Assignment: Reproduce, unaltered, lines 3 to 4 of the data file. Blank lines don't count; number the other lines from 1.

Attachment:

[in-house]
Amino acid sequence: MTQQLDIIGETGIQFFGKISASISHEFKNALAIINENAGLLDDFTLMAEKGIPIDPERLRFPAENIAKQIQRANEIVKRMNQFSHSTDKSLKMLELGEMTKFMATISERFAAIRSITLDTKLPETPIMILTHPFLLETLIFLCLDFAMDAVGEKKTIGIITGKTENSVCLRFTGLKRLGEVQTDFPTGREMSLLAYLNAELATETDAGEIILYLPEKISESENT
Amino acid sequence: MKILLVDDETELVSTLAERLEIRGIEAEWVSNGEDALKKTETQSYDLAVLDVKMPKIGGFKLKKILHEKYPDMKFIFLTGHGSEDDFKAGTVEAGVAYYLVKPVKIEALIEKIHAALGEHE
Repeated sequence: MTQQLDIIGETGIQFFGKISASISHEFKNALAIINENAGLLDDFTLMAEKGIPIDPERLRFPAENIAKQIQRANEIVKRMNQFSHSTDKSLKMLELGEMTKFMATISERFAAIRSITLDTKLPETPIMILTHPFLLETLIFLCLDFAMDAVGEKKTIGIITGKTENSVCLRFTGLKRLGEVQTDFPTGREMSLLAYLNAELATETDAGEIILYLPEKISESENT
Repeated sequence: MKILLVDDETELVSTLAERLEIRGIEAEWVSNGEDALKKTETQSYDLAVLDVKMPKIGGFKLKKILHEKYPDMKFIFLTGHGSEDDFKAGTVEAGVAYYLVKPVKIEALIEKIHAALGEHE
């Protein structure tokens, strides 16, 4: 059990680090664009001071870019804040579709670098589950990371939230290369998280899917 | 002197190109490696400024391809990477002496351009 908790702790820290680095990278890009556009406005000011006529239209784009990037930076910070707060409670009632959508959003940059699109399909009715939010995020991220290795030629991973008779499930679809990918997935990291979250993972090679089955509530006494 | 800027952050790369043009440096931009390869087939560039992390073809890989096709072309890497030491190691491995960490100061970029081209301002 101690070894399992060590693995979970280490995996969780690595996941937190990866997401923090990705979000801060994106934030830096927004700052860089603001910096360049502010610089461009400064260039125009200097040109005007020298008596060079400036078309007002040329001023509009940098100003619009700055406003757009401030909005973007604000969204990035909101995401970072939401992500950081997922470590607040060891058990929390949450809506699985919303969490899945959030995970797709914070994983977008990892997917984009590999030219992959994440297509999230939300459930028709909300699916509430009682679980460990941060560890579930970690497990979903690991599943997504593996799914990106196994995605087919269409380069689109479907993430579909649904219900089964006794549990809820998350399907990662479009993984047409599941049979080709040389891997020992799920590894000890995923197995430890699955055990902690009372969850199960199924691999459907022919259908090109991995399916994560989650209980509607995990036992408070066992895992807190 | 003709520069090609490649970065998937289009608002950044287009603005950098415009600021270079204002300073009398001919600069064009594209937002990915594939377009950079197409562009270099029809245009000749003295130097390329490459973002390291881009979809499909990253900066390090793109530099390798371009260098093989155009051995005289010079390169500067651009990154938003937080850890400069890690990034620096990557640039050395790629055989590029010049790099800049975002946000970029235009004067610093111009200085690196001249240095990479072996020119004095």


Amino acid sequence: MKILLVDDETELVSTLAERLEIRGIEAEWVSNGEDALKKTETQSYDLAVLDVKMPKIGGFKLKKILHEKYPDMKFIFLTGHGSEDDFKAGTVEAGVAYYLVKPVKIEALIEKIHAALGEHE
Repeated sequence: MTQQLDIIGETGIQFFGKISASISHEFKNALAIINENAGLLDDFTLMAEKGIPIDPERLRFPAENIAKQIQRANEIVKRMNQFSHSTDKSLKMLELGEMTKFMATISERFAAIRSITLDTKLPETPIMILTHPFLLETLIFLCLDFAMDAVGEKKTIGIITGKTENSVCLRFTGLKRLGEVQTDFPTGREMSLLAYLNAELATETDAGEIILYLPEKISESENT